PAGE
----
God shall bless us; and all the ends of the earth shall fear him.

“God shall bless us.” Dissatisfaction will not arise because God has ceased to bless, for He will go on pouring out His blessings to the very end.  It is always man who turns away, not God.  The clouds that arise are earthborn clouds.


“And all the ends of the earth shall fear him.” God’s protection and preservation of Israel will in turn serve as a worldwide testimony to His sovereign power, causing people in “all the ends of the earth” to “fear Him.” One would have thought that after hundreds of years of benevolent, blessed, and bountiful government people would love Him, not just fear Him.  Those who “shall fear him” are not afraid that He will hurt them—the psalmist is not talking about that kind of fear. The thought he wants to express with this verse is “God shall bless us; and all the ends of the earth shall’ look to Him with reverence and awe,” for He has blessed Israel with a miraculous existence (as both a nation and a people) to this day.  These are promises made to the nation and people of Israel. They require a fulfillment that includes the Jewish people’s presence in the land as a national body.  Promises such as this cannot be fulfilled by a “New Israel” or a “spiritual Israel,” i.e., the church consisting of many nations, as it is sometimes argued.  Only when Israel as a restored nation among other nations exhibits God’s sovereignty and grace can such promises as those here in Psalm 67 be fulfilled.  At that time, Israel as a nation will convey God’s blessings to other nations of the world, and thus the family’s of earth’s nations will be able to receive the same salvation (Genesis 12:3; 22:18; 26:4; Isaiah 42:6; 49:6).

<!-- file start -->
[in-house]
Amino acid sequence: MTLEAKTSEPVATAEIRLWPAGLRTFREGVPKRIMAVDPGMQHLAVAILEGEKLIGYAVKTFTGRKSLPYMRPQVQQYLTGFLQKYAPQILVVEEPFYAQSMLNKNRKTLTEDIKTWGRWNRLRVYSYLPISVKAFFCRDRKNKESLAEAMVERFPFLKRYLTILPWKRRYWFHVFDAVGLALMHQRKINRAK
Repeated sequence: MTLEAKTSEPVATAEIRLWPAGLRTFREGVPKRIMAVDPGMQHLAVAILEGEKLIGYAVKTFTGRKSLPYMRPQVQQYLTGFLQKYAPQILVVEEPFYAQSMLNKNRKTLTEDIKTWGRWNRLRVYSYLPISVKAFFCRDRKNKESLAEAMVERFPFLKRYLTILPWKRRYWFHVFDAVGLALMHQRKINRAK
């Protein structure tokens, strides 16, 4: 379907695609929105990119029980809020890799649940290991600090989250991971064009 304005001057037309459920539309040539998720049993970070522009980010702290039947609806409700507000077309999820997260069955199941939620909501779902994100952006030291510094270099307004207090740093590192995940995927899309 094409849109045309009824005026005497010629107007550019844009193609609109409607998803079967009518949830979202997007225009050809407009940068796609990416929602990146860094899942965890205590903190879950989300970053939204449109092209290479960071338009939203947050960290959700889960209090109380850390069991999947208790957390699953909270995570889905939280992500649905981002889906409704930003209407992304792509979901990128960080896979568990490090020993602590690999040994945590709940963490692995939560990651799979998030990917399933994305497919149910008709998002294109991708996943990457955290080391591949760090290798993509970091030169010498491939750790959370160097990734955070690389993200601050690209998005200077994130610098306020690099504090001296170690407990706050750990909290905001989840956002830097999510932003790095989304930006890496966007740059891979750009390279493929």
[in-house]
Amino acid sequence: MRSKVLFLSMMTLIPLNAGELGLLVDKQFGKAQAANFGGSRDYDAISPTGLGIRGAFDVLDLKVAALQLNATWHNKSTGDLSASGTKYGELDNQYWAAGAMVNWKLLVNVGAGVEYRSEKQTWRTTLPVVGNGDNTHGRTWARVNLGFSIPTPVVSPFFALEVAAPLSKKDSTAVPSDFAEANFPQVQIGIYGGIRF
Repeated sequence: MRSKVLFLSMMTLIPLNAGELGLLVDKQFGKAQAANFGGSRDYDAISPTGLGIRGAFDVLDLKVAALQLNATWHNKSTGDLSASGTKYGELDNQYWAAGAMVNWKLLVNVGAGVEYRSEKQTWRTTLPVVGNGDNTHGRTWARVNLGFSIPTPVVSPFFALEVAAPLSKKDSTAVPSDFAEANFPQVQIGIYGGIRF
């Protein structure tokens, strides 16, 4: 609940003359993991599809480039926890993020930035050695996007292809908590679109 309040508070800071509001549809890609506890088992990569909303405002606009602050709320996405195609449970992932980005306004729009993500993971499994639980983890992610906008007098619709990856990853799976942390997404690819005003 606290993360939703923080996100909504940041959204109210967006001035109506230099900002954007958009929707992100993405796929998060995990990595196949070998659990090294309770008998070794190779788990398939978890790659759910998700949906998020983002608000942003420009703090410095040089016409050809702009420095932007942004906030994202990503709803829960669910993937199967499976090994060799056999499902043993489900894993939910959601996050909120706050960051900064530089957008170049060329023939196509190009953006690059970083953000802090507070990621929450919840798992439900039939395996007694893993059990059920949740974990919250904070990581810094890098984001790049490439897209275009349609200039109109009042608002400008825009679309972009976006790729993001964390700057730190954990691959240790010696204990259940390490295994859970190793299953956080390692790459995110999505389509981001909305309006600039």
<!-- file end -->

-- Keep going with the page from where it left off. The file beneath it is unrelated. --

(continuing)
We must remember however those mentioned in the previous psalm, who offer Him only “feigned obedience” (66:3).  These are the ones who will cause that distant shadow to rise on the millennium.  Their power has not yet come; Satan has not yet been released from the abyss to inspire them to outright rebellion.  So those with a false allegiance will fear Him, but will secretly hunger after the right to express their passions and lusts without millennial restraints.  Such is the heart of man.  It is a sad note on which to end this psalm.